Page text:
Cacao Powder

Cocoa Powder: The Essence of the Cacao Bean

If you’re an avid baker or just someone who enjoys consuming baked goods (no judgment – we are, too) then you’ve certainly encountered cocoa powder in some form or another. But what is cocoa powder, exactly? And does unsweetened cocoa powder have the same health benefits as other cacao products? We’ve got the answers to all of your cacao-related questions,
including cocoa powder’s health benefits and how you can begin to enjoy more of this “food of the gods.”

The story behind cocoa powder

Always remember your roots

The true history of cocoa powder begins with Theobroma cacao, a tree indigenous to South and Central America that produces cacao fruit, the beans of which eventually became the chocolate we know and love today. But long before there was chocolate, there was xocolatl – the ancient Nahuatl word used to describe the “bitter water” that the Aztec and Maya used to make from the beans of the cacao fruit and drink during ritual occasions.

  • (: fun fact Though cacao originated in South and Central America, West Africa is today the world’s leading producer of cacao.
  • ? A ROSE BY ANY OTHER NAME...: While some people believe that the word “cocoa” indicates a product that has been overly processed while “cacao” refers to chocolate’s more raw or natural state, the true difference is much more subtle. “Cocoa” is the word that refers to the dry solids that remain after the fat content has been removed from roasted and ground cacao beans. Today, some companies use the term “cacao” to make their products seem more authentic or healthier and less processed – but this is mostly a marketing tactic.
  • From Mesoamerica…
    • While the indigenous civilizations of Central and South America had found many purposes for cacao, it wasn’t until the arrival of Spanish colonizers in the 16th century that cacao began its transformation into the chocolate product that we know today and, eventually, into cocoa powder. In 1519 the Spanish conquistador Hernán Cortes landed on the coast of what is today Mexico. As the Spaniards began to conquer and plunder the continent in search of riches, word traveled to the Aztec emperor Montezuma II that a vessel full of men had arrived in Tenochtitlán. Possibly believing Cortés to be Quetzalcoatl – an Aztec deity who legend claimed would one day return to Tenochtitlán bearing “all the treasures of Paradise” – Montezuma II greeted Cortés and his men with gifts, including large quantities of cacao.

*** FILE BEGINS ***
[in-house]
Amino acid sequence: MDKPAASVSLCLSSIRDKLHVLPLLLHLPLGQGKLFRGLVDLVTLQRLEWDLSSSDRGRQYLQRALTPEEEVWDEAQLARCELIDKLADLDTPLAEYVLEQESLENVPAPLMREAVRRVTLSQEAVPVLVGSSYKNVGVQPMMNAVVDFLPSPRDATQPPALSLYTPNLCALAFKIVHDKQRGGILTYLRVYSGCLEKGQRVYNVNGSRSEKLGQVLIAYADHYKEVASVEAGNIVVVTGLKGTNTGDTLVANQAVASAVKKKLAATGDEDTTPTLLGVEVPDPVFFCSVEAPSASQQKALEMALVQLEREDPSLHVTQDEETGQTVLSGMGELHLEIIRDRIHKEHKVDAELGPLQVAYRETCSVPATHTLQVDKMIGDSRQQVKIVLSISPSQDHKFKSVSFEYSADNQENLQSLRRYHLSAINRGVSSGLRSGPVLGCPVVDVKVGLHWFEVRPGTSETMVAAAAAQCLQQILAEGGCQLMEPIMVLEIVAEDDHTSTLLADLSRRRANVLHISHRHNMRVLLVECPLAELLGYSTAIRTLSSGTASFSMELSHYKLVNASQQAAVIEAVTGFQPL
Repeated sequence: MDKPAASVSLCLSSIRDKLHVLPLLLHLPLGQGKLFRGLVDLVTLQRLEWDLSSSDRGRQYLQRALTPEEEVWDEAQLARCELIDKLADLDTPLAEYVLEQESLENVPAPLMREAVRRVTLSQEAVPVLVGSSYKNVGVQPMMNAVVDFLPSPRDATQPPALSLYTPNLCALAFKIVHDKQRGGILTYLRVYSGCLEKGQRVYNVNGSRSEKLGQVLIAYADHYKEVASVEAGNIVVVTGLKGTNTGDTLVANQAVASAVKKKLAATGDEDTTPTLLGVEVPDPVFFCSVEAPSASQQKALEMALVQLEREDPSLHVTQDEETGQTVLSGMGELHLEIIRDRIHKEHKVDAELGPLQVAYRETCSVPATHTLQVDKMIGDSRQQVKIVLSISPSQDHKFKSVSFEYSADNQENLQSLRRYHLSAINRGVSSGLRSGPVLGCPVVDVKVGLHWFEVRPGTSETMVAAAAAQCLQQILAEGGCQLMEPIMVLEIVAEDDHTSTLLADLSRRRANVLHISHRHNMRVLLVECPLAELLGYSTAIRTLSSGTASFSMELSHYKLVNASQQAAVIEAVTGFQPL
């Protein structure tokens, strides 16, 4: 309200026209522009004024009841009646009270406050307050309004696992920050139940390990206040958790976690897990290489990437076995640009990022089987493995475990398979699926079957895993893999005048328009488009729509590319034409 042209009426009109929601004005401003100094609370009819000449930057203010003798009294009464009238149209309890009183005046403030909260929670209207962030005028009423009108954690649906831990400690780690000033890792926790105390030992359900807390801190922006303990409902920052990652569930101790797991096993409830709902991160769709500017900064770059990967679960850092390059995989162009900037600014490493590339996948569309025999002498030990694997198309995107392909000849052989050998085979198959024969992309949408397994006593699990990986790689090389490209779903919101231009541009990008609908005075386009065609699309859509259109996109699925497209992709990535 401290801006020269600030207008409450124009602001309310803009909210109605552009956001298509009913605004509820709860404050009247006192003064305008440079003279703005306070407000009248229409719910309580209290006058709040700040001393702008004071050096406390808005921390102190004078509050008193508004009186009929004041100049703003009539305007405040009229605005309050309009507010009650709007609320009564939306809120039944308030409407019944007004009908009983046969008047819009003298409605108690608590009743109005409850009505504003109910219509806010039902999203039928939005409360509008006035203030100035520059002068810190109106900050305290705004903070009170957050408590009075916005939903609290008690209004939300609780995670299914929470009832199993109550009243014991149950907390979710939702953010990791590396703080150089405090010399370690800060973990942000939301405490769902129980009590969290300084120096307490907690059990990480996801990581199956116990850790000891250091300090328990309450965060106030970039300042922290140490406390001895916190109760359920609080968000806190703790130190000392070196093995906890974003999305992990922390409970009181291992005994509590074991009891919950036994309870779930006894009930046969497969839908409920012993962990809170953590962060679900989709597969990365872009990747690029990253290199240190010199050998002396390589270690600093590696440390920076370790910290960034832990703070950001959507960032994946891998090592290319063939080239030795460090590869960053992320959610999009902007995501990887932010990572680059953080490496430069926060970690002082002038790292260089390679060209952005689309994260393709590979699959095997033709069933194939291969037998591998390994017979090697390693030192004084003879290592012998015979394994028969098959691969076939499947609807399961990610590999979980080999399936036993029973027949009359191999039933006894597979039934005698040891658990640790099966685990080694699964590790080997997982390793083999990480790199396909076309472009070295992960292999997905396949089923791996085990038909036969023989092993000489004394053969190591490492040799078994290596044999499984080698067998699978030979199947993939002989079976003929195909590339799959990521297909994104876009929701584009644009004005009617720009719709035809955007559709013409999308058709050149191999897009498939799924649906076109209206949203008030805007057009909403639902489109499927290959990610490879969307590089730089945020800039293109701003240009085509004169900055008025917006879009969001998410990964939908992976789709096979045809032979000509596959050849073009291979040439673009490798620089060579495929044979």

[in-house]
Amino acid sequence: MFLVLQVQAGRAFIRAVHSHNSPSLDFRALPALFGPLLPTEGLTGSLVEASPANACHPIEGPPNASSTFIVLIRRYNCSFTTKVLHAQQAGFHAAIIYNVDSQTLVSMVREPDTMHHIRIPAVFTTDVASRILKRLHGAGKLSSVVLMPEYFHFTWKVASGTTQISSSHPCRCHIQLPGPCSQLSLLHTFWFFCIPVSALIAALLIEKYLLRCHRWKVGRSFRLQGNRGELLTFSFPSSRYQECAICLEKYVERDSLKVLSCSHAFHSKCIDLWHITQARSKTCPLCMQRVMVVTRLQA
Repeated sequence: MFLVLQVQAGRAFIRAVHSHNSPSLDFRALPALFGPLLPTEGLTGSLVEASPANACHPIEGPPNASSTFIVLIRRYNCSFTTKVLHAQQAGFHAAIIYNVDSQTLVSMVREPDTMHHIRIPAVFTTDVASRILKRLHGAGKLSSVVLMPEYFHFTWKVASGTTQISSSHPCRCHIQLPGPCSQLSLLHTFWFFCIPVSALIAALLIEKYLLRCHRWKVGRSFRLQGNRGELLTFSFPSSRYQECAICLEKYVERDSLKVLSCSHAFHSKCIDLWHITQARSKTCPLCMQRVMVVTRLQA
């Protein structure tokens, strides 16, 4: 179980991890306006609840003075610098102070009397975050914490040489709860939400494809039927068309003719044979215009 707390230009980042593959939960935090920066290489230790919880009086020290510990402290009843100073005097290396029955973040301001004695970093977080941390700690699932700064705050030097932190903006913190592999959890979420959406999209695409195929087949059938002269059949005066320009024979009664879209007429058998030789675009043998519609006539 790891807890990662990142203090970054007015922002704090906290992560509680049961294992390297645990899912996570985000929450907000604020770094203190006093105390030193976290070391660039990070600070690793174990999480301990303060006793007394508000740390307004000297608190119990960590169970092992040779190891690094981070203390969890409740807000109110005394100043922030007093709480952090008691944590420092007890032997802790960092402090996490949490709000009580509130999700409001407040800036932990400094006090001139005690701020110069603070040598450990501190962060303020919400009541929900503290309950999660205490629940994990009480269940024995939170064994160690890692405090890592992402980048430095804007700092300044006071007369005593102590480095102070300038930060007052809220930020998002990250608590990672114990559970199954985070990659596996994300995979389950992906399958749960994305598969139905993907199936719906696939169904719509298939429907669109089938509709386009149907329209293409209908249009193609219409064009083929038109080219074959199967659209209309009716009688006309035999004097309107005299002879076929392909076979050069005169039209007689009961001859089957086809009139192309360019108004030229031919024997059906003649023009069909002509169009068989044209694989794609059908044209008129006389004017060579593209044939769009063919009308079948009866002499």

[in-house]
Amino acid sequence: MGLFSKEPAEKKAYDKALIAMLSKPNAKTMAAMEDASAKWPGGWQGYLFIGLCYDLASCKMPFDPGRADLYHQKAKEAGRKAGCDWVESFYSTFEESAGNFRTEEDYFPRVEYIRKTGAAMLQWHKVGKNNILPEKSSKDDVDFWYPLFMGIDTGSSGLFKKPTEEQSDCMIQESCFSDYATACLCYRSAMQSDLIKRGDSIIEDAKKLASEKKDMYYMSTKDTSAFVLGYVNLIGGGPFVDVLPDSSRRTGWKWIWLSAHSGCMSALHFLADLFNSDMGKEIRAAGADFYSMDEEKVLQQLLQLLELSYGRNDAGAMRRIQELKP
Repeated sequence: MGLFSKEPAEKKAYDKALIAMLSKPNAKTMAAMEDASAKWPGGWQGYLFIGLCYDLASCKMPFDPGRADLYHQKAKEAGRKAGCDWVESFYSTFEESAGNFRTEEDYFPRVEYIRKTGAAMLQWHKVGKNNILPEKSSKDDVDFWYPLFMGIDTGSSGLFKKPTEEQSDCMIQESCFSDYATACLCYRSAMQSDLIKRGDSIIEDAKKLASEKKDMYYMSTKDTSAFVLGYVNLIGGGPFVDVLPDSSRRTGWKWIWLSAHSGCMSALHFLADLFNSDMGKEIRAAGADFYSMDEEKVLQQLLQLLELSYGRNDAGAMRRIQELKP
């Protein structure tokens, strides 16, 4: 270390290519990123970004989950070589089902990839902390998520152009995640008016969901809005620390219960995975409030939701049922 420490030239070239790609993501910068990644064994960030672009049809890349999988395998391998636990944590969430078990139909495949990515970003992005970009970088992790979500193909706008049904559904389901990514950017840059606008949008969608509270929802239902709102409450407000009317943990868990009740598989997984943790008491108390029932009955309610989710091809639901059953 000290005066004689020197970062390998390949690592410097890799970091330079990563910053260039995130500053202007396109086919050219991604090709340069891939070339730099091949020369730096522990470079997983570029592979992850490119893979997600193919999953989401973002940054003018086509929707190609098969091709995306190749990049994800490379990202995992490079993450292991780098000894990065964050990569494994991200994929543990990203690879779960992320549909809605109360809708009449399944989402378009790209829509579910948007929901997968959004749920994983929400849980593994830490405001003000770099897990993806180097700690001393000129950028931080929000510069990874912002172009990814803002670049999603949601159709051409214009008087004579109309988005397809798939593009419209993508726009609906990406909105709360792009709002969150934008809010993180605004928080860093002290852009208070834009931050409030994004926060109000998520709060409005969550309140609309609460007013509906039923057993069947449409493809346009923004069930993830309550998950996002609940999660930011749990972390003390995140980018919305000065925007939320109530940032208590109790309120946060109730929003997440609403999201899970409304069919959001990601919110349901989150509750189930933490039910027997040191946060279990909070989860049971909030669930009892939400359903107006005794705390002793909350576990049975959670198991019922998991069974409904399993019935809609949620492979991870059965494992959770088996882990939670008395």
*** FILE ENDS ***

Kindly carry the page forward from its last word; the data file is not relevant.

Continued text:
• to the New World...
    • The Spaniards took the cacao with them on further expeditions and began to use sugar cane and spices cultivated in the Caribbean to sweeten and flavor the cacao, thus creating the first modern incarnations of chocolate. For decades, chocolate was reserved mainly for the European elite, who adored it for not just its taste but its health benefits – including its supposed aphrodisiac qualities.
  • The Cocoa Press
    • In the 19th century, Dutch inventor Conrad Von Houten created the cocoa press to help squeeze the cocoa butter from the beans, leaving behind a powdery solid – the very first form of cocoa powder.

From Pod to Powder

  • (: fun fact FUN FACT: The cocoa butter that is extracted from the cacao beans during the process of making cocoa powder doesn’t go to waste! Cocoa butter is a valuable pharmaceutical and cosmetic commodity.
  • Cleaning:
    • The raw cacao beans are put into a machine to remove any remaining bits of shell, pulp, or other “extras”, like dust or sand, that don’t belong in the final product.
  • Roasting:
    • The cleaned cacao beans are then placed into large cylinders to be roasted, which brings out the strong aroma of the cacao. This process typically takes around 20-30 minutes at 250 degrees Fahrenheit, and gives the cacao beans a richer, darker color.
  • Winnowing:
    • The winnowing process removes the shell from the cacao bean. The beans are crushed and lightly blown with air to remove the bits of shell. Left behind are bits of pure roasted cacao beans – these are also called cacao nibs.
  • Grounding:
    • The cacao nibs get passed through a mill and ground into a paste known as “chocolate liquor.”